Every phone looks like an onyx bar of soap these days. But life leaves us well worn and aged—what if phones were designed to represent this?
This cell phone exhibits a deliberately unfinished finish. There is tension between its roughness and smooth realization, but isn't this a more honest representation of life and how we live it? No orange is a perfect sphere; no tree grows in a perfectly straight line. Why then do we seek perfections in our lives and in our objects? The rawphisticated phone plays with the real world of being and becoming and refuses to privilege either the unfinished or the perfected state. It comes out of your pocket dog-eared and wrinkled, like a business card would, or rough and chiseled, revealing the hand of the sculptor.
Tarati, from the Sanskrit meaning, "he who passes through," gives us our words transient, transistor, and transition. It is a premodern link to our postmodern world of hypermobility, and it exposes the stupidity of even the smartest of today's smart phones. Without exceptions, they are solid, opaque, a barrier separating I and Thou rather than a permeable membrane connecting us. The Tarati cell phone restores the magic. It enables the caller to connect with others by passing the fingers through the keypad rather than jamming them into them. Tarati invites us, finally, to "reach out and touch someone" through the invisible magic of technology. It is, literally, poetry in motion, the first step toward realizing the promise of cellular technology. Technology, invisible as it is, is also magical. It is possible to penetrate the barrier of the physical.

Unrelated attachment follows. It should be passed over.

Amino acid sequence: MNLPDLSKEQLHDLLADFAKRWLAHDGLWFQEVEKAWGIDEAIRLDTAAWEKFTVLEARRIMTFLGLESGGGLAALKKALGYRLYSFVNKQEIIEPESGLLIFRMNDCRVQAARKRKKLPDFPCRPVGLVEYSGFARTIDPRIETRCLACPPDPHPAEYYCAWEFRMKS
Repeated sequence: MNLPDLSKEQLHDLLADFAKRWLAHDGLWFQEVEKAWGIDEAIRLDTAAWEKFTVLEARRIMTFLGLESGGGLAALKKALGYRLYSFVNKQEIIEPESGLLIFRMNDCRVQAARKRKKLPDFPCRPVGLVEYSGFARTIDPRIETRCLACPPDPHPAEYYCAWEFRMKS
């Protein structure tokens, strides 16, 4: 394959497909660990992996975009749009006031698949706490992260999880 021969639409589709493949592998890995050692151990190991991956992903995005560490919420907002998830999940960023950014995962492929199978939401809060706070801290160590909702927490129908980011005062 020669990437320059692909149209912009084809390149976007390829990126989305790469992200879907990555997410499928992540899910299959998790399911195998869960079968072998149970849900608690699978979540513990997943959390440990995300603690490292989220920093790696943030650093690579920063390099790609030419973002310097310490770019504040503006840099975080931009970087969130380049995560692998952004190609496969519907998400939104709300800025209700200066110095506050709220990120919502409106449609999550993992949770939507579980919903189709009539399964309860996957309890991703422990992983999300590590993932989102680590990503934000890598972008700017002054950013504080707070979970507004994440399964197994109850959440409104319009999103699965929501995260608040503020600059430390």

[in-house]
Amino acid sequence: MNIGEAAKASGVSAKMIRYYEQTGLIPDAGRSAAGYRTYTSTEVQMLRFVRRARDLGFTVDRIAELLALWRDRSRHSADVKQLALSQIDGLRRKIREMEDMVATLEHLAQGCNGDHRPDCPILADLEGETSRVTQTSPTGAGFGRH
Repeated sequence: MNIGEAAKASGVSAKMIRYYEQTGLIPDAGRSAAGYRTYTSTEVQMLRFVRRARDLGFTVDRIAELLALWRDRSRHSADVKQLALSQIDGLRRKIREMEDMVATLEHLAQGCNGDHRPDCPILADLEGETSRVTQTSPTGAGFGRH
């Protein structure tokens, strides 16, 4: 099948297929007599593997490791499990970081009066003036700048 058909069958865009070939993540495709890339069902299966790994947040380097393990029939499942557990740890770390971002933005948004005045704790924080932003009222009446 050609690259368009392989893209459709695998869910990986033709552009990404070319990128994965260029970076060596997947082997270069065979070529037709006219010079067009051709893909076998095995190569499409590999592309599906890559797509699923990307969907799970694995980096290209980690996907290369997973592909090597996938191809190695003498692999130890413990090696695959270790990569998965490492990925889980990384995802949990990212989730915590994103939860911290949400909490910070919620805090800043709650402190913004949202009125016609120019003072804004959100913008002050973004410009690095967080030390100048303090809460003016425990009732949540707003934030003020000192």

Consumer electronics nurture dreams of pure functionality, which mostly lead to products characterized by generic features and dull practicality. This need not be the case. Why not push practicality to a higher level? A practical mobile phone will have its buttons neatly aligned for maximum legibility. A superpractical phone will array them across every possible surface so that no matter which way you grab it – upside down, in the dark, in a panic or just plain drunk – you have immediate access to a dialing surface. The first surface touched becomes active and aglow, ready for you to dial, talk, or listen, while the others lock patiently in place.
Branko Lukić is the originator and creator of the Nonobject design philosophy and founder of Nonobject studio in Palo Alto, California (www.nonobject.com), which provides design innovation solutions and strategic consulting services. He has won numerous awards and teaches in the Product Design Program at Stanford University. Barry Katz helped to articulate the philosophy of the Nonobject. He is Professor of Design at the California College of the Arts, Consulting Professor at Stanford University, and Fellow at IDEO, Inc. He is the author, with Tim Brown, of Change Design and Tectonic Shift: The Unstable History of Silicon Valley Design (forthcoming).
Nonobject is available from Amazon.com. The Nonobject iPad App is available from iTunes.